Christmas came early for U.S. chicken producers Thursday when China lifted its nearly five-year ban on imported American chicken, opening up a market worth an estimated $1 billion annually.
The ban was enacted after a U.S. outbreak of highly pathogenic avian influenza, or bird flu. The U.S. has been free of the disease since August 2017.
But recent trade talks with China, a nation facing a major protein shortage, have signaled the possibility of renewed access to U.S. poultry to make up for its hog losses that resulted from an outbreak of African swine fever, a disease that does not affect humans, only pigs. China officially announced removal of the ban on Thursday, a promising sign for America's farmers and producers.
"We estimate they will now be able to export more than $1 billion worth of poultry and poultry products each year to China," Robert Lighthizer, the U.S. trade representative, said in a statement. The U.S. exported $4.3 billion worth of poultry last year and is the world's second-largest poultry exporter. "This is great news for both America's farmers and China's consumers," he said.
Before the ban, the U.S. exported more than $500 million worth of poultry products to China in 2013, trade data shows. At its peak, U.S. poultry imports were valued at $71 million for turkeys and $722 million for chickens, according to the National Chicken Council. But considering the effects of African swine fever, the council estimated China will buy as much as $2 billion worth of poultry per year.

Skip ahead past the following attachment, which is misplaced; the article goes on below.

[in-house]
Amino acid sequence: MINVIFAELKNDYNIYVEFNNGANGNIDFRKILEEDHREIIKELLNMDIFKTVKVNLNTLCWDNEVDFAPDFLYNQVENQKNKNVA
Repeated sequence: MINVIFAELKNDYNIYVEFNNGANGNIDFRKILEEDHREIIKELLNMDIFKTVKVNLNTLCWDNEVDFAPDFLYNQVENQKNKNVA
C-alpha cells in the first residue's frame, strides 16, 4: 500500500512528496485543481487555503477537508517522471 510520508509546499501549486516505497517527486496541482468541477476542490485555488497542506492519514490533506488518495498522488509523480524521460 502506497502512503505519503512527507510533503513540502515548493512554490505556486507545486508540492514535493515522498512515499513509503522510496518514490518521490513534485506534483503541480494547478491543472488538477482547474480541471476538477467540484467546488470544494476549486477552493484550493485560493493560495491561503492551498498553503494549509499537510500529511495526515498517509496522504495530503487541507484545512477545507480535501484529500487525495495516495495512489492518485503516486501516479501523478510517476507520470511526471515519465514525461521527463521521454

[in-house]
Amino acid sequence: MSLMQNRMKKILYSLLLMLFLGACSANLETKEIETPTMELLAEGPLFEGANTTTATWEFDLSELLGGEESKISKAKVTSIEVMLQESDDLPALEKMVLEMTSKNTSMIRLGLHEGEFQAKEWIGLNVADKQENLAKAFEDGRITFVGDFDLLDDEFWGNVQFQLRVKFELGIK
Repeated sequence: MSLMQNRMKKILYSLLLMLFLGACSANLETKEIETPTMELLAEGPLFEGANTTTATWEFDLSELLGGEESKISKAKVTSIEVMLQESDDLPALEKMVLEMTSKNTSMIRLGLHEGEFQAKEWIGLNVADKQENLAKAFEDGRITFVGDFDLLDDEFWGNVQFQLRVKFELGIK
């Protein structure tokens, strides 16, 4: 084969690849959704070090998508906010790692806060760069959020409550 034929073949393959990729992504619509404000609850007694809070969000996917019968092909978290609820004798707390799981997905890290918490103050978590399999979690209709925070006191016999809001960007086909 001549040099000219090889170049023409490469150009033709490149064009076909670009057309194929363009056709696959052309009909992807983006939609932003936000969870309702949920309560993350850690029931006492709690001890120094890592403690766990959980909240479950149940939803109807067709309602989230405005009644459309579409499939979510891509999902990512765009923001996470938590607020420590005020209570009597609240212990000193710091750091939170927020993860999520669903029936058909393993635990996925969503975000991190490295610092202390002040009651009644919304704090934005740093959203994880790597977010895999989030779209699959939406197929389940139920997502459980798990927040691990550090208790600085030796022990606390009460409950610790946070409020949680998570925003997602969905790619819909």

Shipments to China can start immediately, said Tom Super, a spokesman for the National Chicken Council. "But it will take a little time for approval of plants, update of [the food safety] export library, issuing of health certificates, etc.," he said in an email Thursday. "So hard to say exact date."
Shares of chicken producers soared Thursday in morning trading. Shares of Tyson Foods, Pilgrim's Pride and Sanderson Farms all hit 52-week highs during the trading day.
"I think it's a positive indication that our negotiations are progressing," said Travis Justice, chief economist of the Arkansas Farm Bureau, about the ban being lifted. "Of course that could change at the drop of a hat."
Even with renewed access to poultry, trade talks reportedly hit a snag on Thursday. President Donald Trump has said that China has agreed to buy up to $50 billion of soybeans, pork and other farm goods from the U.S. But China is "leery" of putting a numerical commitment in the text of the agreement and is hesitant to move ahead with a deal that favors the U.S. over it, The Wall Street Journal reported.
Indicators of China's openness to chicken exports began to show in recent weeks. China's bans on poultry products from Spain and Slovakia, in place since 2016, were lifted Oct. 31 after determining that bird flu was no longer an issue. Also, the U.S. Department of Agriculture published a final rule last week that allowed the import of Chinese chicken, effective Dec. 9, signaling a stronger relationship between the two superpowers.
When asked about the final rule, Noel White, Tyson's president and chief executive officer, said in a conference call this week that the company was optimistic that "there'd be some type of trade agreement reciprocity with access to China from U.S. poultry."
"China has been a significant market for poultry in the past and we look forward to new export opportunities resulting from this opening," Tyson said Thursday.
In a research brief, Ben Bienvenu, a Stephens Inc. analyst, said this was a clear positive for chicken producers, most notably Sanderson Farms. Sanderson sold $62 million of chicken to China before the ban in 2014, according to investor fillings. No sales were reported two years later.
Shares of Tyson rose $1.47, or 1.65%, to close Thursday at $90.34 on the New York Stock Exchange. Sanderson rose $5.88, or 3.68%, to close at $165.75. Pilgrim's rose 34 cents, or more than 1%, to close at $32.29.
Business on 11/15/2019